Of Counsel

Legal Notes on Georgia and The South

Voter Fraud

Posted by Maggie on January 9, 2008

There are some big Georgia issues I do not touch on in the blog. Like the Grady Hospital crisis, the drought, and plenty of others. When you live here it seems as though you’re constantly surrounded by stories about these crises and I don’t really have the heart to address them more.

But one big issue in Georgia is coming up today when the US Supreme Court addresses Indiana’s Voter ID law. Georgia’s similar law has been highly controversial and whether it survives will depend on the Indiana ruling.

If you are unfamiliar with the two sides of this controversy, I will explain them in brief. One side says we need ID’s to prevent voter fraud. The other side says this requirement disenfranchises poor and elderly voters. Both sides accuse the other of having no data to support their beliefs. This morning I was reading a thorough write-up debunking claims of voter fraud data.

I’m firmly on the disenfranchisement side. It bothers me that Judges and others who hear these cases combat this claim by saying they don’t know anyone who doesn’t have a photo ID. They can’t imagine getting along without one. Well, I know plenty of people. And they are all either seniors or below the poverty line. In fact, I ran into a situation the other day where a relatively well-off person with a stable business had no photo ID. She doesn’t drive, she doesn’t travel, she has other people in her life who do most of the things that require ID for her.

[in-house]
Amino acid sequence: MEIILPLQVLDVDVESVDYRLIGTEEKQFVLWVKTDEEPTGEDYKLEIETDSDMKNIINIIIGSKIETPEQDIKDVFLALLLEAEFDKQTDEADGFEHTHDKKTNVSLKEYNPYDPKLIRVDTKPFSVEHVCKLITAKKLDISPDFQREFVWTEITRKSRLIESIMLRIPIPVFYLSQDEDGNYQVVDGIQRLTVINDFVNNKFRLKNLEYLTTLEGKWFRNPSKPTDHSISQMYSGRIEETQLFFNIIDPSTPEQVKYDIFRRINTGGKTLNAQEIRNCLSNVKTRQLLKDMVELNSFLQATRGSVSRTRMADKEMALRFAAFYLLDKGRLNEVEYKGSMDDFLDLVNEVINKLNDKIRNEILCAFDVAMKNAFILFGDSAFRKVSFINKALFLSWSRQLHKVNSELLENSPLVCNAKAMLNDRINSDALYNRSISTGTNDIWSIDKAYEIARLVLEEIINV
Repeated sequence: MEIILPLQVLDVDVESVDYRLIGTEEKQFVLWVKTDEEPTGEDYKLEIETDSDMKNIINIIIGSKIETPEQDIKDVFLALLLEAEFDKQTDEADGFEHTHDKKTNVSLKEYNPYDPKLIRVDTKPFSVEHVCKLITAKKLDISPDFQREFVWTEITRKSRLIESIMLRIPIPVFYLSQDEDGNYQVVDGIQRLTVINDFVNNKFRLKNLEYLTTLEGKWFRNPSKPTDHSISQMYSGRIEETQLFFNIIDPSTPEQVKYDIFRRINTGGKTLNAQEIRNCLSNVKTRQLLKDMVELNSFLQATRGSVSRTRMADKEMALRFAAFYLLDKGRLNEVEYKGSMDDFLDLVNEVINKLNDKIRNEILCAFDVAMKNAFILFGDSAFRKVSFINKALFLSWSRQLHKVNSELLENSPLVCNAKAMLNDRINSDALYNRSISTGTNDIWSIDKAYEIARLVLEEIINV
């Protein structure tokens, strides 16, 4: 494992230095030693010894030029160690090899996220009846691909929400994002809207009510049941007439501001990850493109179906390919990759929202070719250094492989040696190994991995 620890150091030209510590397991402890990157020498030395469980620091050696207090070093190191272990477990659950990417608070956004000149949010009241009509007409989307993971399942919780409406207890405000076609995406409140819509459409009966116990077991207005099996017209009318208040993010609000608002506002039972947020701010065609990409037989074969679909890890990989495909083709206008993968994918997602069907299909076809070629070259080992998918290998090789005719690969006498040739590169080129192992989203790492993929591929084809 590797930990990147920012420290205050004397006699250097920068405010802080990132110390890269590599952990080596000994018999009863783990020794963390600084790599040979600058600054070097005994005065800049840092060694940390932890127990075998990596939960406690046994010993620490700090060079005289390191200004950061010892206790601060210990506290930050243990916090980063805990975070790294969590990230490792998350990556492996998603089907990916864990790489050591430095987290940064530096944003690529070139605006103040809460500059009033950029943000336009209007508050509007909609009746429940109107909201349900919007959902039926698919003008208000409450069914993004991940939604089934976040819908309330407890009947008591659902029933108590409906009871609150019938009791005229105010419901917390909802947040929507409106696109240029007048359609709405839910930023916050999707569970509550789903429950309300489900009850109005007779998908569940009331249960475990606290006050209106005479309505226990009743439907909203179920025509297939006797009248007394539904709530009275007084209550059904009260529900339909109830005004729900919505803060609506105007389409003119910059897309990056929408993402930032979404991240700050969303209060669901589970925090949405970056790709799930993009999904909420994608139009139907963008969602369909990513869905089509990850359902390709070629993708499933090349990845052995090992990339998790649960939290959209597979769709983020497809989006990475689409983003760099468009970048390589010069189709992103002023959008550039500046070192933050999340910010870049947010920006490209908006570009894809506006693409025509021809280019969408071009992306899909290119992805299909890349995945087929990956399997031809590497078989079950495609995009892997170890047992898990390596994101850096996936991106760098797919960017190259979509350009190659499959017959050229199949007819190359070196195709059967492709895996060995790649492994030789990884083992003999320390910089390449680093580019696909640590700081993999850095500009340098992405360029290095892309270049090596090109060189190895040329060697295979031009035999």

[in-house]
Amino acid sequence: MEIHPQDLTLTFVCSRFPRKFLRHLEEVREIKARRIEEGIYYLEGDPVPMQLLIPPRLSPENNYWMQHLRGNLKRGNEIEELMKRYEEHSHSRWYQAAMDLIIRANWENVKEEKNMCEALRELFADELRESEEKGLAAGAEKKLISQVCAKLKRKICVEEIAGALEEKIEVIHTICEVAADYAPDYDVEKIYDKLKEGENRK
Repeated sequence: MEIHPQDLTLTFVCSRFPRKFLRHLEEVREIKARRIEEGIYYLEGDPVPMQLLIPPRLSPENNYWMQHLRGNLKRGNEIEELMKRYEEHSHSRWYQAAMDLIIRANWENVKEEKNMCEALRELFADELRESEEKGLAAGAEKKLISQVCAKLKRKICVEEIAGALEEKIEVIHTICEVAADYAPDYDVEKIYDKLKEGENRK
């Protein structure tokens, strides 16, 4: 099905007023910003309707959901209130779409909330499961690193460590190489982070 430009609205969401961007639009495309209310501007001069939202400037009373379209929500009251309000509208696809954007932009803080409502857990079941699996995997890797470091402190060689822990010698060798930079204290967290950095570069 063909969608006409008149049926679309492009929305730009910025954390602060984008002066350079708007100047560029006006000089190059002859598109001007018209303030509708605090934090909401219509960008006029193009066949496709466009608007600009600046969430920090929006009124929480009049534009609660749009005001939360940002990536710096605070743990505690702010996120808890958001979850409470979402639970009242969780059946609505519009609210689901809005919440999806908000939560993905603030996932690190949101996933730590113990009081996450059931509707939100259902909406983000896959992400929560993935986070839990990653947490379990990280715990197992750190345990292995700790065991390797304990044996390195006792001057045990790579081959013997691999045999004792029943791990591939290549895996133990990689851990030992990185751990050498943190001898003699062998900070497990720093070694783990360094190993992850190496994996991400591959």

But the thing that I hope is emphasized in argument today is one of those lovely little lawyerly terms: narrowly tailored. If voter fraud was such a problem, you would want to attack it at its source, right? Unfortunately, the easiest way to commit voter fraud is through absentee ballots. But, of course, the photo ID requirement exempt these ballots. So the legislation has a goal, but instead of trying to effectively meet that goal, it chooses one particular means to meet its end. And it’s not a particularly good one.

The Brennan Center for Justice, author of the above article, also submitted an amicus brief on the Indiana case available here.

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